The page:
Abstract Title:

"Quitting smoking rejuvenates the skin": results of a pilot project on smoking cessation conducted in Milan, Italy.

Abstract Source:

Skinmed. 2010 Jan-Feb;8(1):23-9. PMID: 20839421

Abstract Author(s):

Riccarda Serri, Maria Concetta Romano, Adele Sparavigna

Article Affiliation:

Skineco, International Association of Ecologic Dermatology, Milan, Italy.


This study reports the results obtained during the "Quitting Smoking Rejuvenates the Skin" campaign, a pilot project in favor of the fight against nicotine addiction in women promoted by the Municipality of Milan jointly with other organizations. The initiative allowed researchers to evaluate the benefits on the skin obtained by cessation of smoking in a sample of 64 Caucasian women who smoked and who, in the period between February 2007 and November 2007, were followed by a team of dermatologists, psychologists, and nutritionists. During the dermatologic program, clinical and instrumental evaluations were made at the beginning of the study and at 3, 6, and 9 months. The state of skin aging was evaluated visually by giving a clinical score to each sign of skin aging (lines, vascular and pigmentation state, elasticity, brightness, texture of the skin). These signs were then correlated using a particular "spider web" graph called Spiderming, the result of Derming research that allows the monitoring of results obtained over time. Taking into account that a wider area of the graph coincides with more advanced skin aging, the graph of mean values observed in the study patients narrowed as time went by, reaching certain statistically significant values in as little as 6 months of observation. The patients' biological skin age was also calculated so as to better quantify the benefits they obtained by giving up smoking. It was possible to measure the biological age of the skin using noninvasive instrumental measurements of parameters such as skin smoothness, brightness, coloring, and elasticity. A complex mathematic algorithm processed the results obtained for each patient and, on this basis, calculated the biological age of the patient's skin. At the end of the program, an average reduction of about 13 years in the biological age of the patients' skin was found, while, at the beginning of the study, patients had presented with an average biological age of 9 years older than their chronologic age. This pilot project not only demonstrated that quitting smoking improves skin conditions, and above all skin-aging effects, but for the first time it afforded the opportunity to produce data that quantify this benefit.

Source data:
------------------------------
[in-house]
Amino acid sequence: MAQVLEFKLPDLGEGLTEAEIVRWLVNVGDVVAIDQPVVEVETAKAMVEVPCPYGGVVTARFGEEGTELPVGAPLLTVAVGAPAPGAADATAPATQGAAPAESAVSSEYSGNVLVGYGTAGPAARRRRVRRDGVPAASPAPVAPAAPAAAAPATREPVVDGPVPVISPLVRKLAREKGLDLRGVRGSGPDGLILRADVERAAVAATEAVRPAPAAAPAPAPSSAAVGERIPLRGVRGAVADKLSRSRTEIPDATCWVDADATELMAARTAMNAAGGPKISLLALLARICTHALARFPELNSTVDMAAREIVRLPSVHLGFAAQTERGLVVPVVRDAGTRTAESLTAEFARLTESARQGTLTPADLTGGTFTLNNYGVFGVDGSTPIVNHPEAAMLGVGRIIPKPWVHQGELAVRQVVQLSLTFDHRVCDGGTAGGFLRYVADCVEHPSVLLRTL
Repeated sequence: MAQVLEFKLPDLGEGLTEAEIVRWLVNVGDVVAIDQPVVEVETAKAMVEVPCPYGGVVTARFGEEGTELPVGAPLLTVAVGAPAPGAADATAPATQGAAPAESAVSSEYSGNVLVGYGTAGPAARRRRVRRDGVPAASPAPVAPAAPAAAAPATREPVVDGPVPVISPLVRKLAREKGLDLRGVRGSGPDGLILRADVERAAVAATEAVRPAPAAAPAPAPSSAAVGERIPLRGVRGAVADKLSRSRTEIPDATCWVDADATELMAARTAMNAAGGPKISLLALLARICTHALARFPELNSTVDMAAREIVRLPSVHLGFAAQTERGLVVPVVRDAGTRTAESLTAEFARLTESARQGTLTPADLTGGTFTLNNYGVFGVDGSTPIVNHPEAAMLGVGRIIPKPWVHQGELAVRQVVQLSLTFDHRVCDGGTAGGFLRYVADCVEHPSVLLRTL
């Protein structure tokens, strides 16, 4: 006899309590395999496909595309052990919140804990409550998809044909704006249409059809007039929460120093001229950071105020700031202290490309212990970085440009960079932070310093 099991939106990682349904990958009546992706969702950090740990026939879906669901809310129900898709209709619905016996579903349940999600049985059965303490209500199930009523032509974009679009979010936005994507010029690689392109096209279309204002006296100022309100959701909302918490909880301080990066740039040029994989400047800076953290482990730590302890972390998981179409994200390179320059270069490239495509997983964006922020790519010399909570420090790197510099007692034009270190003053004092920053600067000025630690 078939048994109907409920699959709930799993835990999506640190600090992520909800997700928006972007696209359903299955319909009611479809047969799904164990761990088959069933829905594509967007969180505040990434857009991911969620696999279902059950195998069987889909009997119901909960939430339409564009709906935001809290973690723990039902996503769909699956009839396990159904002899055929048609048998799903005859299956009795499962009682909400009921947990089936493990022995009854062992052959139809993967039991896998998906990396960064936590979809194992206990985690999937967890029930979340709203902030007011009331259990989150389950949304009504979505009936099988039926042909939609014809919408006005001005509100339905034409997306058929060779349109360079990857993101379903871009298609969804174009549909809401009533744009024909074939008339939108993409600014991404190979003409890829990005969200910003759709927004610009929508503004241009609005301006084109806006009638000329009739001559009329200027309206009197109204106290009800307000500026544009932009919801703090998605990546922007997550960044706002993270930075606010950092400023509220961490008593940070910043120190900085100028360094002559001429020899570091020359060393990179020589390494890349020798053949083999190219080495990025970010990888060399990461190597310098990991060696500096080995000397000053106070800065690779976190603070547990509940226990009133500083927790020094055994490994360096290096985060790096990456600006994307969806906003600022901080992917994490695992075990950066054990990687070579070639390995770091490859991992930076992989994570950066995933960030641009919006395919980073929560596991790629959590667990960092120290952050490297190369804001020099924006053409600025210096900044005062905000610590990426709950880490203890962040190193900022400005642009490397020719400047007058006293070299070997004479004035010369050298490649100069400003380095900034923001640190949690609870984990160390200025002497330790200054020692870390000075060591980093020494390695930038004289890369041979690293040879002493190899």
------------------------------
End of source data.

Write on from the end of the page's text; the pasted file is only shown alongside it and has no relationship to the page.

Study Type : Human Study

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